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J Am Chem Soc. 2016 Jan 20;138(2):549-57. doi: 10.1021/jacs.5b09536. Epub 2016 Jan 6.

Amyloid β-Protein C-Terminal Fragments: Formation of Cylindrins and β-Barrels.

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  • 1Department of Chemistry and Biochemistry and ‡Department of Physics, ¶Neuroscience Research Institute and Department of Molecular, Cellular and Developmental Biology, University of California , Santa Barbara, California 93106, United States.
  • 2Departments of Chemistry and Biochemistry and Biological Chemistry, Howard Hughes Medical Institute, UCLA-DOE Institute for Genomics and Proteomics, and ∥Department of Neurology, David Geffen School of Medicine at UCLA, ∇Mary S. Easton Center for Alzheimer's Disease Research at UCLA, and Brain Research Institute and Molecular Biology Institute, University of California , 635 Charles Young Drive South, Los Angeles, California 90095, United States.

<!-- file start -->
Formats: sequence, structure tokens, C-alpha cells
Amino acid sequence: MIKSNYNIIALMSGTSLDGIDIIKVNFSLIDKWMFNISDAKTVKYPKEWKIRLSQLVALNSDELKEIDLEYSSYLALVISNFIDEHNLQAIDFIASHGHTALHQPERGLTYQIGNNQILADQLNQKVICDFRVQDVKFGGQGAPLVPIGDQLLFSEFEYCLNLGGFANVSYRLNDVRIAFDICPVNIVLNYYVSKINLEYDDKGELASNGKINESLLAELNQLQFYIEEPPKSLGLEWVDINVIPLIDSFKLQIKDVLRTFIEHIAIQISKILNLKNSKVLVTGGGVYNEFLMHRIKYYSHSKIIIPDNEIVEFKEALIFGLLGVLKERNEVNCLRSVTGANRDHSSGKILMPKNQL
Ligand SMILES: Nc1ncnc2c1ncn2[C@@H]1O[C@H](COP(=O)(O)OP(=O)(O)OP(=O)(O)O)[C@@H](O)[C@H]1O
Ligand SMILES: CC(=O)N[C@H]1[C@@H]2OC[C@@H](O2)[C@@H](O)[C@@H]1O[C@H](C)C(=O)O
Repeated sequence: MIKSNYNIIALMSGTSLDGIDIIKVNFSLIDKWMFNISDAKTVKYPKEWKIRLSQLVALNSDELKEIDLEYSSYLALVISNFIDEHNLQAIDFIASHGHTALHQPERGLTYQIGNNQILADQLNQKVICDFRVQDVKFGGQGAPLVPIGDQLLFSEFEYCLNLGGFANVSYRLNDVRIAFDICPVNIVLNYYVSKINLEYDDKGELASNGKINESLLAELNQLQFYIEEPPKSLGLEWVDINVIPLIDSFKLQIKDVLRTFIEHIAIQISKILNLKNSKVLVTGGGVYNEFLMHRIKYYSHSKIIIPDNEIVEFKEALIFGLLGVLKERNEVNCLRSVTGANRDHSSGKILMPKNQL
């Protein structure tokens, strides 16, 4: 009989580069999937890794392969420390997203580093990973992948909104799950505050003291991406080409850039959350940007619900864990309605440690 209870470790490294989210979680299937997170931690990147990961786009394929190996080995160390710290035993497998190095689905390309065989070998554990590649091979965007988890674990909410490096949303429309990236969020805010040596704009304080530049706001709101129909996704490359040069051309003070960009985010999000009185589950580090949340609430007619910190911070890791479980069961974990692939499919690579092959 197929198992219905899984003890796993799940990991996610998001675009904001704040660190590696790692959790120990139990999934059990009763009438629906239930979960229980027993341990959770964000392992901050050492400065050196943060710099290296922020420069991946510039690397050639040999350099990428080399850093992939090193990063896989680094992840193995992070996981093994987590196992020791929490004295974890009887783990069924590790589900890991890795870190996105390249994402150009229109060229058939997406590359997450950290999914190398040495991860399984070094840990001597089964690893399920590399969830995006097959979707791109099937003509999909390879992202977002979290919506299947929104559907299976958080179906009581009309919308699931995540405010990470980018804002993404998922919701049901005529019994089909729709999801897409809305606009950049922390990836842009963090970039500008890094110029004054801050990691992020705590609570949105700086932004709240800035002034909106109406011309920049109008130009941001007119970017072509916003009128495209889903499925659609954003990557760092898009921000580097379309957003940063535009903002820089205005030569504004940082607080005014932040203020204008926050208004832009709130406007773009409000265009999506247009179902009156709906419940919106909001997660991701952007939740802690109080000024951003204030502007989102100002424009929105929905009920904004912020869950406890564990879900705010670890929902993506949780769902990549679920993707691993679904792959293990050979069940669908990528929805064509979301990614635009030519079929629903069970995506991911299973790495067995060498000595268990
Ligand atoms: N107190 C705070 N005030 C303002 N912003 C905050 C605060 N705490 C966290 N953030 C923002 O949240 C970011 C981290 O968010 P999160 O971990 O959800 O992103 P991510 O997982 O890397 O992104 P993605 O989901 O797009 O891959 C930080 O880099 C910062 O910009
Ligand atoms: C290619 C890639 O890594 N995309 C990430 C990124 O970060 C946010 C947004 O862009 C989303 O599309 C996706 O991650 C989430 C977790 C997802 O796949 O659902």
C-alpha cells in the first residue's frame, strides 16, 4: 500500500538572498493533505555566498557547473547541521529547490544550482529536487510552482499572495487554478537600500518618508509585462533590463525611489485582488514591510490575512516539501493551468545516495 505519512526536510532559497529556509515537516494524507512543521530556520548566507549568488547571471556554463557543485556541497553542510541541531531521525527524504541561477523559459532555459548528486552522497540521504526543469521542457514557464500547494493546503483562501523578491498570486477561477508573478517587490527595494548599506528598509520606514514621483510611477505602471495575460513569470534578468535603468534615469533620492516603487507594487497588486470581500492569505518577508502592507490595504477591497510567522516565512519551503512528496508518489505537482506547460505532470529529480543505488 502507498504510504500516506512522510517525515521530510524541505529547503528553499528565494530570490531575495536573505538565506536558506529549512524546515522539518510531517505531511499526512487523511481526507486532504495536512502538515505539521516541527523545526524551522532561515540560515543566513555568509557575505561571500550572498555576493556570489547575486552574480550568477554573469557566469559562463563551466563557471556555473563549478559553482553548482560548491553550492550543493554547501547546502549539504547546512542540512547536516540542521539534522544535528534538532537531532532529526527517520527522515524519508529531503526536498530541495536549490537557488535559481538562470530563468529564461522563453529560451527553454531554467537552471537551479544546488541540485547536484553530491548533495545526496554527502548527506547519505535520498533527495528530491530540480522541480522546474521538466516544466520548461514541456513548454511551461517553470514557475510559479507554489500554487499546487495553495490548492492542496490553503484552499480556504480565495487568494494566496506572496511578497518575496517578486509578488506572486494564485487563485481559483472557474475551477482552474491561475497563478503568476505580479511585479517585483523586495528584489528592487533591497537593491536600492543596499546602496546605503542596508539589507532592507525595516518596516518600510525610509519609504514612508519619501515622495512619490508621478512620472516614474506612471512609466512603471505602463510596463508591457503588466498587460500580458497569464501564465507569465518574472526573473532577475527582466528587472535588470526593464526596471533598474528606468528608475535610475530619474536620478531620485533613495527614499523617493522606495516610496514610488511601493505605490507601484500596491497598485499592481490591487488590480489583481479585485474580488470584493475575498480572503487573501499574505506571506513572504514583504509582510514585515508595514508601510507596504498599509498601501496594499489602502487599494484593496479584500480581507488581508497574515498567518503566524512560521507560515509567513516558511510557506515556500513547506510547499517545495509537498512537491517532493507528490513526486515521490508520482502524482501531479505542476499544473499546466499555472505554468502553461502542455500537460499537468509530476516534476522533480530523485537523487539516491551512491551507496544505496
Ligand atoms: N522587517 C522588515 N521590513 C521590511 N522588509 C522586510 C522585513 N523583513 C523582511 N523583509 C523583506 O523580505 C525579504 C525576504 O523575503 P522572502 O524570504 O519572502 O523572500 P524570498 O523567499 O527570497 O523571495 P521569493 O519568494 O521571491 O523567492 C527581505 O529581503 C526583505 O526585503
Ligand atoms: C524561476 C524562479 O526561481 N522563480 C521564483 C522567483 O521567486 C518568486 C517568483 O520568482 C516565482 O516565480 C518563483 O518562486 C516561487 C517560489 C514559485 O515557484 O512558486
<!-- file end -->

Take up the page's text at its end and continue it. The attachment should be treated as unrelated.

In order to evaluate potential therapeutic targets for treatment of amyloidoses such as Alzheimer's disease (AD), it is essential to determine the structures of toxic amyloid oligomers. However, for the amyloid β-protein peptide (Aβ), thought to be the seminal neuropathogenetic agent in AD, its fast aggregation kinetics and the rapid equilibrium dynamics among oligomers of different size pose significant experimental challenges. Here we use ion-mobility mass spectrometry, in combination with electron microscopy, atomic force microscopy, and computational modeling, to test the hypothesis that Aβ peptides can form oligomeric structures resembling cylindrins and β-barrels. These structures are hypothesized to cause neuronal injury and death through perturbation of plasma membrane integrity. We show that hexamers of C-terminal Aβ fragments, including Aβ(24-34), Aβ(25-35) and Aβ(26-36), have collision cross sections similar to those of cylindrins. We also show that linking two identical fragments head-to-tail using diglycine increases the proportion of cylindrin-sized oligomers. In addition, we find that larger oligomers of these fragments may adopt β-barrel structures and that β-barrels can be formed by folding an out-of-register β-sheet, a common type of structure found in amyloid proteins.

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